Election 2022

A generic poll shows tight races for state, federal offices in North Carolina, but many voters remain undecided. 

(The Center Square) – A New York judge on Thursday closed an unintended loophole when a new primary election was established for congressional and state Senate races.

Acting Steuben Supreme Court Justice Patrick McAllister ordered that registered voters wanting to change their party affiliation must do so by next Thursday, Aug. 11, if they want to vote in their party’s Aug. 23 primary.

In late March, McAllister ruled congressional and state Senate districts drawn up by the Democrat-majority Legislature gave Democrats unfair advantages. New districts were eventually drawn, but that required taking those races off the June 28 primary election and pushing them back by nearly two months.

However, the special primary fell outside the blackout period to prevent party affiliation switches leading up to the primary. State election law establishes a blackout starting on Feb. 14 and ending seven days after the June primary.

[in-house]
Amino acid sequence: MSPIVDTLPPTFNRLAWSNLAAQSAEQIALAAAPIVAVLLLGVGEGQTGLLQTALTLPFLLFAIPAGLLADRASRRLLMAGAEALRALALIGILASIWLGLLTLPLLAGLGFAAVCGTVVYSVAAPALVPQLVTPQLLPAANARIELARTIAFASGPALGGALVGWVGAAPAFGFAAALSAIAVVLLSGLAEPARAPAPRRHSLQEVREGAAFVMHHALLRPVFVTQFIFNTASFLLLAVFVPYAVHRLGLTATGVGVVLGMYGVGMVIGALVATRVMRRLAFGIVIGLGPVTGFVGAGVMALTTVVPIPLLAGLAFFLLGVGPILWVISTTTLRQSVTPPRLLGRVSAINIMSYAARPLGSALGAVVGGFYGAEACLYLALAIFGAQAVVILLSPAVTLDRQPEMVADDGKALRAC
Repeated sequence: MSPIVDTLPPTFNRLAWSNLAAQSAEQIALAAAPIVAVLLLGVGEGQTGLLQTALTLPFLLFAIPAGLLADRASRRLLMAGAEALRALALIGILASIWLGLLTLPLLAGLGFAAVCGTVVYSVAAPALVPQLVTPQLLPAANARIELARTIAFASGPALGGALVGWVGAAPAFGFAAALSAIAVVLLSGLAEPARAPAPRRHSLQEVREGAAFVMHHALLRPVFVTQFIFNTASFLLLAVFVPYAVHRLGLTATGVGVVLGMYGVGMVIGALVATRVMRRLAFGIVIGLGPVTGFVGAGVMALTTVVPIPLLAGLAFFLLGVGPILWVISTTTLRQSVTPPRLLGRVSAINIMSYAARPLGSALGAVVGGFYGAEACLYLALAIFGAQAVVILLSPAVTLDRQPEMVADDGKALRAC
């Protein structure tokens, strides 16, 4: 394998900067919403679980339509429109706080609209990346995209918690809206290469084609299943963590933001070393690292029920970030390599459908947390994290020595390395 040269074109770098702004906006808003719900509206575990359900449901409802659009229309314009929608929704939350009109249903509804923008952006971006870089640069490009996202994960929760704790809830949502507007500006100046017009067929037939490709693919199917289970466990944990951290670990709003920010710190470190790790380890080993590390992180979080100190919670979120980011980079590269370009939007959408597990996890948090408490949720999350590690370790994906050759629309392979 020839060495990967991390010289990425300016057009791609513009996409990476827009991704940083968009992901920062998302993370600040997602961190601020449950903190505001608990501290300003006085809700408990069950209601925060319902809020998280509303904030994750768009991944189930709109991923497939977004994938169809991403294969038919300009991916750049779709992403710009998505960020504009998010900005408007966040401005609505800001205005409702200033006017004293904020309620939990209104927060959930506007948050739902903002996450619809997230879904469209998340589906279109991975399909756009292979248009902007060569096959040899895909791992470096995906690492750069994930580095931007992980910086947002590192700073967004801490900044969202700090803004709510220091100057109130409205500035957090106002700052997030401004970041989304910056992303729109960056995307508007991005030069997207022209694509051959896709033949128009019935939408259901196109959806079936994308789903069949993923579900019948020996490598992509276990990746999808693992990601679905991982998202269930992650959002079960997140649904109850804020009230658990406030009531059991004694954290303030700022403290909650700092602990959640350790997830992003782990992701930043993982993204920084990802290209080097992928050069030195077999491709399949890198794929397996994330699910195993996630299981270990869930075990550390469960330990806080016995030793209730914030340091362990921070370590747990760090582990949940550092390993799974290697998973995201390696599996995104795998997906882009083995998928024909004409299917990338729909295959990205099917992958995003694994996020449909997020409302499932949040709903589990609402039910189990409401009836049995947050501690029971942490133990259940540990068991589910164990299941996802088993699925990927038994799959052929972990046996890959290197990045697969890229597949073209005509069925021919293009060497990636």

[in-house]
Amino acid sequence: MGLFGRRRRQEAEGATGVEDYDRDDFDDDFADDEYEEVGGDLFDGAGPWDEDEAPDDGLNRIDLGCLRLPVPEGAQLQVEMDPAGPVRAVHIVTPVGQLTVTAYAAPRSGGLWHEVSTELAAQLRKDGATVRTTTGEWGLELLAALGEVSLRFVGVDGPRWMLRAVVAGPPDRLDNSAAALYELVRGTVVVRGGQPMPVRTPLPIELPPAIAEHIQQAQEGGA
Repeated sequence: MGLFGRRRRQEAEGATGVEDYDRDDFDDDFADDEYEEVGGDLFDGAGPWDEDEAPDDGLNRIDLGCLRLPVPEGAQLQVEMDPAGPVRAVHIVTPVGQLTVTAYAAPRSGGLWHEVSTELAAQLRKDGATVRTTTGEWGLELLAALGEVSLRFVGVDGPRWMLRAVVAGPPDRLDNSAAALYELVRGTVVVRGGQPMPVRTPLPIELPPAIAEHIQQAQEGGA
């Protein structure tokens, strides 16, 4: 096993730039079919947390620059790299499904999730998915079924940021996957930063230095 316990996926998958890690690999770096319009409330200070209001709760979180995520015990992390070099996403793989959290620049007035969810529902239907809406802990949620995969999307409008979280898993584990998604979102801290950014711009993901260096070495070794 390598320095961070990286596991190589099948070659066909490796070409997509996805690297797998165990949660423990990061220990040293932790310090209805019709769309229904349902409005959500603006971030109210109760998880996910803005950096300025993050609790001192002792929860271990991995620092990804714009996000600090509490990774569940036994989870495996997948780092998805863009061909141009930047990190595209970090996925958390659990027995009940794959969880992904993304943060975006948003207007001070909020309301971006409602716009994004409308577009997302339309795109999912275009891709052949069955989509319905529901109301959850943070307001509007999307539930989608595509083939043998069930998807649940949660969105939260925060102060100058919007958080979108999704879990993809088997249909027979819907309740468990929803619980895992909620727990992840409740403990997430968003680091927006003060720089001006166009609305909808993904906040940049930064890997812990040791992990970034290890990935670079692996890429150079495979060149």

On Wednesday, lawyers representing the New York State Board of Elections sent McAllister a letter asking for a blackout period to maintain the primaries' integrity. New York operates closed primaries, meaning only registered party members can vote in their party’s races.

“The February to June blackout period prevents changes of enrollment from being effectuated for the singular purpose of influencing the outcome of a particular primary election,” Kimberly Galvin and Brian Quail wrote.

McAllister agreed and said he would “preserve the sanctity” of New York election laws. Without McAllister’s ruling, voters would have been able to change their party affiliation up to and including the Aug. 23 election and vote in that party’s election.

Under his order Thursday, any voter who changes their party affiliation on or after Aug. 12 will have that move take effect on Aug. 30.

The early voting period for the primary starts on Aug. 13.

New York voters wanting to change parties can do so online through the Department of Motor Vehicles website or by going to their county board of elections office.

New York has 26 congressional districts and 63 state Senate seats, all of which are up for election this year. Winners of the primaries will advance to the Nov. 8 general election.